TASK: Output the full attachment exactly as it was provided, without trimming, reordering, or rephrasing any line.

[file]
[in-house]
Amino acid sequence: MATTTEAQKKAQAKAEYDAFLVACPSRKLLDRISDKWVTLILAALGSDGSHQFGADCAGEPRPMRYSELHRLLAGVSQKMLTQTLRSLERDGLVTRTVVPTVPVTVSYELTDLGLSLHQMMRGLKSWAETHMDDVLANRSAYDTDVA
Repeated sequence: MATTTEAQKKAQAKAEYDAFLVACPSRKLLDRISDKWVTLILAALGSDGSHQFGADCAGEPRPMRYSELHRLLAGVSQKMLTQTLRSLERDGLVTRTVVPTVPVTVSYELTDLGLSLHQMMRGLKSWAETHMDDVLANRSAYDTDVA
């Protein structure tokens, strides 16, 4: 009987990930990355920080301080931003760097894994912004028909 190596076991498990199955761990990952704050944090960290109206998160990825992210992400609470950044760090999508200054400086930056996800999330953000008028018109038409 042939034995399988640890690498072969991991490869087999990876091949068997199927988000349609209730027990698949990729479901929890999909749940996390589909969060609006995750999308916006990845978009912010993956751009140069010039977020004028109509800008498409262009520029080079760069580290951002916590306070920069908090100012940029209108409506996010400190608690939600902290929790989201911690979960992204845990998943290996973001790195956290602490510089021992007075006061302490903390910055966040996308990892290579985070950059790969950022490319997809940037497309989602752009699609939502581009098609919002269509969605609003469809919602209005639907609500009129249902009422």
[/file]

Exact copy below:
[in-house]
Amino acid sequence: MATTTEAQKKAQAKAEYDAFLVACPSRKLLDRISDKWVTLILAALGSDGSHQFGADCAGEPRPMRYSELHRLLAGVSQKMLTQTLRSLERDGLVTRTVVPTVPVTVSYELTDLGLSLHQMMRGLKSWAETHMDDVLANRSAYDTDVA
Repeated sequence: MATTTEAQKKAQAKAEYDAFLVACPSRKLLDRISDKWVTLILAALGSDGSHQFGADCAGEPRPMRYSELHRLLAGVSQKMLTQTLRSLERDGLVTRTVVPTVPVTVSYELTDLGLSLHQMMRGLKSWAETHMDDVLANRSAYDTDVA
């Protein structure tokens, strides 16, 4: 009987990930990355920080301080931003760097894994912004028909 190596076991498990199955761990990952704050944090960290109206998160990825992210992400609470950044760090999508200054400086930056996800999330953000008028018109038409 042939034995399988640890690498072969991991490869087999990876091949068997199927988000349609209730027990698949990729479901929890999909749940996390589909969060609006995750999308916006990845978009912010993956751009140069010039977020004028109509800008498409262009520029080079760069580290951002916590306070920069908090100012940029209108409506996010400190608690939600902290929790989201911690979960992204845990998943290996973001790195956290602490510089021992007075006061302490903390910055966040996308990892290579985070950059790969950022490319997809940037497309989602752009699609939502581009098609919002269509969605609003469809919602209005639907609500009129249902009422």